Dual – delay time is roughly 540ms. I tap it in live.
Time 2 – 1/2
Repeats – Track
Mix 2 – Track
Highpass – Off
Config – Series
Tap – Qtr

“Double” is the name I gave it.



TimeLine Preset “Synth”

2.) The second setting on this song I created was a synth-like sound. You hear it on the guitar melody line in the chorus. Really cool sound. The only extra thing to note is I used a Strymon Ola Vibrato in front of the TimeLine to add swirl and modulation — fast speed, medium mix.

Ice – 200ms
Interval – Oct.5th
Slice – Medium
Blend – Dead middle of the range | || |
Smear – Fully smeared |||| |||| |||| ||||
Highpass – Off
Tap – Qtr



Below is an audio sample from Boy & Bear’s “Stranger”

Thanks to Killian Gavin from Boy & Bear for sharing This Week’s Preset with us!  Remember to share your own presets with us by either posting them in the “comments” section or posting to Twitter using hashtag #strymonpreset !

This Week’s Preset: TimeLine – “Synthy Triplets”

Posted by Ethan

This Week's Preset - TimeLine DelayDon’t be afraid to make your guitar sound like a synth from time to time! TimeLine‘s Filter machine gives you the ability to create all sorts of interesting and adventurous delay sounds.

For this example, I’m using the Saw LFO to give my guitar a more synth-like feel, and a 3/1 speed to have the LFO play triplets off of my delay time. I’ve left the Grit at zero to keep the sound mostly clean, and employed a bit of slow, mellow modulation to add a bit more dimension.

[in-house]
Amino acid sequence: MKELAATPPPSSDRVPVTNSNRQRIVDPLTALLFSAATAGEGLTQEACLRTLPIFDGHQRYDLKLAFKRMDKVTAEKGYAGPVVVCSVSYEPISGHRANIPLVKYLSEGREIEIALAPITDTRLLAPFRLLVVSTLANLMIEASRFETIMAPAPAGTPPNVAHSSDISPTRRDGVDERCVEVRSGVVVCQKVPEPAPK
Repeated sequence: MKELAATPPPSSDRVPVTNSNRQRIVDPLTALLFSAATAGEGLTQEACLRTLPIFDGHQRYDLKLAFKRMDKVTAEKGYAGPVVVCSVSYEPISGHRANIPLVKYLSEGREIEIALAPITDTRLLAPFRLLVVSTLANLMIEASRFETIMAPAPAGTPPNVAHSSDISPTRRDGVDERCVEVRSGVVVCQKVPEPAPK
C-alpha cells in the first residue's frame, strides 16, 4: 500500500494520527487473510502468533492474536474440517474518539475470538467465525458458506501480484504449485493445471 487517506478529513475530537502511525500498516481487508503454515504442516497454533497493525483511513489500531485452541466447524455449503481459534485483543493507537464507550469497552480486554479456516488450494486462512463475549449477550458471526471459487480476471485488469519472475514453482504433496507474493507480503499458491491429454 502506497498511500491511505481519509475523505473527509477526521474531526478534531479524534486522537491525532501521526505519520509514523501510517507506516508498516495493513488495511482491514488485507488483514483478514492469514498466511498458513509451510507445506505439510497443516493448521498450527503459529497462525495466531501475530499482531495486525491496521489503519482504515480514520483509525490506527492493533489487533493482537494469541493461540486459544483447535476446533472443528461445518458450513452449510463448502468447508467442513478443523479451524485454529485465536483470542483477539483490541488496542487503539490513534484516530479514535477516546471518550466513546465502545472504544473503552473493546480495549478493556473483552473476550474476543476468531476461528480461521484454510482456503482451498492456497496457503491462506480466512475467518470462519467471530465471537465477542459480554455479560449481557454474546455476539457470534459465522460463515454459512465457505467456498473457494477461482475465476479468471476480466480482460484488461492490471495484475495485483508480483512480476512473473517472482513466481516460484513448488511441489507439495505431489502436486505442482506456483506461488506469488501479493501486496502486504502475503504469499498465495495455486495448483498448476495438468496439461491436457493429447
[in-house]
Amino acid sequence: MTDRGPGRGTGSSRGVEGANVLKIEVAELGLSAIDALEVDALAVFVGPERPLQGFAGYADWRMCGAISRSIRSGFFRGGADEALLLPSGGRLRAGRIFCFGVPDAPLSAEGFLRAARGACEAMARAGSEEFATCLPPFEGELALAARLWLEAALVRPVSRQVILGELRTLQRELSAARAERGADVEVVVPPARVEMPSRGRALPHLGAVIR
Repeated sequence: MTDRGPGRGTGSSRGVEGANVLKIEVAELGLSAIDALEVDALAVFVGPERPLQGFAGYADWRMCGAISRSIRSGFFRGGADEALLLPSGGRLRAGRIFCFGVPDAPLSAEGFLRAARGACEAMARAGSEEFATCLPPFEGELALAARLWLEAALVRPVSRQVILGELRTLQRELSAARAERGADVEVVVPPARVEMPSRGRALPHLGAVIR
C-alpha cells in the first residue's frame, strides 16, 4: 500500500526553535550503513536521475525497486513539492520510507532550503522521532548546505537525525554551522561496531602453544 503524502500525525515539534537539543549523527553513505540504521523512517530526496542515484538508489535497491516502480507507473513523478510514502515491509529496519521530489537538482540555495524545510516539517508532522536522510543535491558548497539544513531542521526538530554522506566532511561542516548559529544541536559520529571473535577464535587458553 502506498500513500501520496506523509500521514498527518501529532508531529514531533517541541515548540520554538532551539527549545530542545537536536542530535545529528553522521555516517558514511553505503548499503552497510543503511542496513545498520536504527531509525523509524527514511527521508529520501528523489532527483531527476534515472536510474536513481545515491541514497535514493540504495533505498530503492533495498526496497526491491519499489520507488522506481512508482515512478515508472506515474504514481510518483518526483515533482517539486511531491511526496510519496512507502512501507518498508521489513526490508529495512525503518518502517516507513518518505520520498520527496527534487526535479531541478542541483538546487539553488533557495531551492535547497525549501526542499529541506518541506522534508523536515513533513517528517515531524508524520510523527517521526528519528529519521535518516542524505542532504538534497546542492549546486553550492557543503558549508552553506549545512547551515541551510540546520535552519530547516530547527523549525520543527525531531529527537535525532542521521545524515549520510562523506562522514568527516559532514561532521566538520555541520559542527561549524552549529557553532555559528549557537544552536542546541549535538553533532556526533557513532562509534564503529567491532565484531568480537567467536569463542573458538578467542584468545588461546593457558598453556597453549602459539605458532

Listen here:

Preset details:

The image below shows the knob settings and secondary parameters. Dial it up on your TimeLine and give it a shot.

This Week's Preset - TimeLine - Synthy Triplets

Download the preset:

Using the Strymon Librarian? Download the preset and load it into your TimeLine.

What do you think?

Made your own tweaks to this preset? Post them below. Are there other preset types that you’d like to see in upcoming blog posts? Let us know what you think. Thanks!

This Week’s Preset: TimeLine – Crush’d Guitar

Posted by Ethan

This Week's Preset - TimeLine DelayToday we’re going to focus on crushing some bits. Basically making things sound as bad as possible—but in a good way of course. Here’s how to turn TimeLine into a full-fledged bit crusher.